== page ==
Is this from hormones???

Okay, I'm way pissed off, and a sane person shouldn't feel the need to be this angry. So, my impassioned rhetoric is that I am either 1.) not sane, or 2.) hormonal, or 3.) Both.

We were at a girl scout informational meeting tonight. And to be honest, I just don't think I see our lives abandoning all hope and going that route. First off, there was no troop leader for first graders, so we were met immediately with "If you'd just 'step up'" ... okay; I'm turned off right there. The speaker of this meeting's favorite phrase the entire time was "step up." Give me a break. I've stepped up to more things before she even eats breakfast.

But, bless their hearts, two ladies decide to be leaders. Of course, they want to meet on the one night that we can't. Okay. That sealed it for me, but apparently, not for Dale. He asks Emily to go get a yellow sheet on another table with more information.

Oh boy.

Emily doesn't want to. And we've been working on her for the longest time to do things without us, to be more independent, especially if she wants to even remotely have a chance to join G.S. (BTW, she only thinks she'll be going camping.) We're working with her and working with her to go get the yellow sheet. I guess the mother across from us gets tired of us working with our daughter, gets up and grabs a few and spreads them out on our table.

It's just like enablers like that that make dependent brats. I guess the uppitiness just royally ticked me off. I bet she does the same thing when she's told her kid no, but the kid please-pleases her to death until she just changes her mind. We saw evidence of that type of behavior, too.

I was done with this girl scout business, but let Dale make the determination for himself (got to make him think he's making the decisions, ha). We'll find other things for her to do that will help build up leadership; apparently the mother wasn't thinking about that little tidbit, but it's a good thing that she decided to not be a troop leader.

Perhaps I'll feel better later. Or with carbs. Or a smack-down.


I'm writing a letter of complaint

Two days after that idiot doctor at Wichita Clinic diagnosed me with a virus, my real doctor said that I did have a spot of pneumonia on my right lung. Apparently SHE had spoken with the x-ray technician. I can only conclude a few things about I.D. (idiot doctor):

1.) He didn't want me to be right (God Complex).

2.) He didn't even look at the x-rays and/or didn't consult with the x-ray technician.

3.) He doesn't know how to read an x-ray (I really doubt this one).

4.) He relied on his own hearing with the stethoscope, ignored the patient's complaints, ignored everything except what he understood it to be and needed to get rid of this "problem" by dismissing me with a "virus."

No matter how you look at it, this doctor was neglectful, and more serious harm could have resulted from this if I didn't consult my own doctor. Perhaps that's what the i.d. was counting on--> that I'd bother someone else anyway. I could have had two days of antibiotics under my belt if he had just been a doctor.


Immediate Care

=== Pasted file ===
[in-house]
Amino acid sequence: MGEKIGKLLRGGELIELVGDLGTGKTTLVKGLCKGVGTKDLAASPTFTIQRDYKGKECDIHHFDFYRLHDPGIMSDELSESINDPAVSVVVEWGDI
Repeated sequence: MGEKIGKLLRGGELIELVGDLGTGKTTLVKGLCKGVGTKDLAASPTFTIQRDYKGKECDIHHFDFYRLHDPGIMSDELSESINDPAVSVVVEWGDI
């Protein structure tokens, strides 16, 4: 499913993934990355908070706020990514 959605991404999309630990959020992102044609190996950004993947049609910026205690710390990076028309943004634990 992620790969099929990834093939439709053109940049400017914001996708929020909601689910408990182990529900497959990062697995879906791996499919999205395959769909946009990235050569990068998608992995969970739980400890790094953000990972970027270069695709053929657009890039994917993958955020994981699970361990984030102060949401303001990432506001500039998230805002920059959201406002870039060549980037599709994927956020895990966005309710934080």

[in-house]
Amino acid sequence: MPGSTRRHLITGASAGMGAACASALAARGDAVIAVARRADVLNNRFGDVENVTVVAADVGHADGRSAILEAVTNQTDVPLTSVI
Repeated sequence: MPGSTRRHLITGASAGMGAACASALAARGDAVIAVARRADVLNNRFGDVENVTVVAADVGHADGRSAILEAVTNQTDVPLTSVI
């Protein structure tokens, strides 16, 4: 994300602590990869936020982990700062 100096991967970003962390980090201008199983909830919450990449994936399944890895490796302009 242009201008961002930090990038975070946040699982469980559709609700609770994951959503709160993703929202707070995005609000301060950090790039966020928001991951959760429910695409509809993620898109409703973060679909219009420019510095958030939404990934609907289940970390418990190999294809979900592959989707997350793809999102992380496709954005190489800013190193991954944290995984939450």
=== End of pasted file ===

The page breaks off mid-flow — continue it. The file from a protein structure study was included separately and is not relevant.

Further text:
I don't get sick very often, but when I do, it's pretty bad. It was so bad yesterday, in fact, that I called my doctor's office around 4:10--not a good thing on a Friday afternoon. I've been coughing for several days, and I was afraid that I had gotten the same thing that Emily had (pneumonia), and if that was the case, I wanted medicine pronto so I didn't have to deal with a substitute for school. I also thought it was suspicious that I had the same symptoms that Emily had about ten days after she did. I showed up at I.C. (Wichita Clinic) at 5:15 and I didn't get out until 7:15 and home at 7:30.

I will never go to Immediate Care again.

I waited 30 minutes before a nurse saw me to take down my symptoms (I had a low-grade fever, my blood pressure was up and my pulse was 93--bp and pulse too high), then I had to go back out to the lobby to wait another 15 minutes. In the meantime, as I'm just trying to hold onto myself because I want to lay down so badly, two very large ladies come into the waiting room. One is in a very large wheelchair, and the other lady wheels her right in front of me and blocks the exit in case the nurse should call on people. We'd have to go around the long way. Okay, no big deal--I'd just work through it and go out the long way, hoping I don't faint along the way, thinking the whole time, why can't she see where she is? Cell-phone guy is chatting away on his phone, and I want to take it and smash it against the wall. But I didn't have the energy to do that. Finally they call me back. I wait and wait and wait.

And then the doctor comes in, and after talking to him, I wished that I had just over-dosed on NyQuil and called it a night. The guy was the three-letter word for butt.

He asked me why I thought I had pneumonia. I told him because my daughter had it and I thought it was contagious. He looked at me funny, and then berated me for being around kids if I thought I had a contagious disease. I told him that I didn't know what I had and I was just run down. Then he told me that pneumonia wasn't contagious. He said a few more things that I just can't remember. He listened to my back and made me breathe, and then he said my lungs sounded fine. Why couldn't he just tell me that I probably had caught a virus and I needed rest, water and Tylenol? Instead, he ordered a blood draw and a chest x-ray.